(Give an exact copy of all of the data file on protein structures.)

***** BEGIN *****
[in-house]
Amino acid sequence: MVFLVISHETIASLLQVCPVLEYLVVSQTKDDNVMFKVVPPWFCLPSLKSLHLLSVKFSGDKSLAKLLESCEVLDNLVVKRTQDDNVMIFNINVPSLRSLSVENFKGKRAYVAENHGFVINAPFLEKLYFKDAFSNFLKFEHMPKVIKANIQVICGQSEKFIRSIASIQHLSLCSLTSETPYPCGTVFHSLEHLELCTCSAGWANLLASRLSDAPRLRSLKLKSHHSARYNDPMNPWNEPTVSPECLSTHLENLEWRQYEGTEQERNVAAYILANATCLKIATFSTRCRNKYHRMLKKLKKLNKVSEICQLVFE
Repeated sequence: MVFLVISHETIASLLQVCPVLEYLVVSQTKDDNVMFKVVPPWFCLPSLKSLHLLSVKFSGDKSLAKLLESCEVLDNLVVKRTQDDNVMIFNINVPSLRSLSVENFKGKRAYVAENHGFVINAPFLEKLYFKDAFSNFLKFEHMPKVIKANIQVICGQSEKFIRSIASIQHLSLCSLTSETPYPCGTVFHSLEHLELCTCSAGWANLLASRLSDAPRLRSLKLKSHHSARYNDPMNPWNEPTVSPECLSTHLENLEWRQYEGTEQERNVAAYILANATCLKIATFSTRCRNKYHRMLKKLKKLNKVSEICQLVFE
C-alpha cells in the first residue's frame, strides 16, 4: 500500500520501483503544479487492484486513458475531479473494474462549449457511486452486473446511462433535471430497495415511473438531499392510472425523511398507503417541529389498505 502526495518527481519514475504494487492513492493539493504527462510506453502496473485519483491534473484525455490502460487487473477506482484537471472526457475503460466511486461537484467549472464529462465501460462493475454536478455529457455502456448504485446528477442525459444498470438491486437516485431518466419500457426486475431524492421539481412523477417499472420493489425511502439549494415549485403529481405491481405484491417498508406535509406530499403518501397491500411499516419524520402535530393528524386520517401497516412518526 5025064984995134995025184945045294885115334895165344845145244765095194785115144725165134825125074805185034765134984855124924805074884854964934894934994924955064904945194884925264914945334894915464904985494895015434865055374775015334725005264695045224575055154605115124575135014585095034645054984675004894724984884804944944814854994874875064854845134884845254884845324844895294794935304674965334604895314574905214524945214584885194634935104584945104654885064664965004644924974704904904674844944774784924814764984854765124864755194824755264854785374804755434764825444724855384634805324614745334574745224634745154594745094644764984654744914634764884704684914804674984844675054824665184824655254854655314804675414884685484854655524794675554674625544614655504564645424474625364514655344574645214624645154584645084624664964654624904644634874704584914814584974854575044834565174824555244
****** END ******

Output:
[in-house]
Amino acid sequence: MVFLVISHETIASLLQVCPVLEYLVVSQTKDDNVMFKVVPPWFCLPSLKSLHLLSVKFSGDKSLAKLLESCEVLDNLVVKRTQDDNVMIFNINVPSLRSLSVENFKGKRAYVAENHGFVINAPFLEKLYFKDAFSNFLKFEHMPKVIKANIQVICGQSEKFIRSIASIQHLSLCSLTSETPYPCGTVFHSLEHLELCTCSAGWANLLASRLSDAPRLRSLKLKSHHSARYNDPMNPWNEPTVSPECLSTHLENLEWRQYEGTEQERNVAAYILANATCLKIATFSTRCRNKYHRMLKKLKKLNKVSEICQLVFE
Repeated sequence: MVFLVISHETIASLLQVCPVLEYLVVSQTKDDNVMFKVVPPWFCLPSLKSLHLLSVKFSGDKSLAKLLESCEVLDNLVVKRTQDDNVMIFNINVPSLRSLSVENFKGKRAYVAENHGFVINAPFLEKLYFKDAFSNFLKFEHMPKVIKANIQVICGQSEKFIRSIASIQHLSLCSLTSETPYPCGTVFHSLEHLELCTCSAGWANLLASRLSDAPRLRSLKLKSHHSARYNDPMNPWNEPTVSPECLSTHLENLEWRQYEGTEQERNVAAYILANATCLKIATFSTRCRNKYHRMLKKLKKLNKVSEICQLVFE
C-alpha cells in the first residue's frame, strides 16, 4: 500500500520501483503544479487492484486513458475531479473494474462549449457511486452486473446511462433535471430497495415511473438531499392510472425523511398507503417541529389498505 502526495518527481519514475504494487492513492493539493504527462510506453502496473485519483491534473484525455490502460487487473477506482484537471472526457475503460466511486461537484467549472464529462465501460462493475454536478455529457455502456448504485446528477442525459444498470438491486437516485431518466419500457426486475431524492421539481412523477417499472420493489425511502439549494415549485403529481405491481405484491417498508406535509406530499403518501397491500411499516419524520402535530393528524386520517401497516412518526 5025064984995134995025184945045294885115334895165344845145244765095194785115144725165134825125074805185034765134984855124924805074884854964934894934994924955064904945194884925264914945334894915464904985494895015434865055374775015334725005264695045224575055154605115124575135014585095034645054984675004894724984884804944944814854994874875064854845134884845254884845324844895294794935304674965334604895314574905214524945214584885194634935104584945104654885064664965004644924974704904904674844944774784924814764984854765124864755194824755264854785374804755434764825444724855384634805324614745334574745224634745154594745094644764984654744914634764884704684914804674984844675054824665184824655254854655314804675414884685484854655524794675554674625544614655504564645424474625364514655344574645214624645154584645084624664964654624904644634874704584914814584974854575044834565174824555244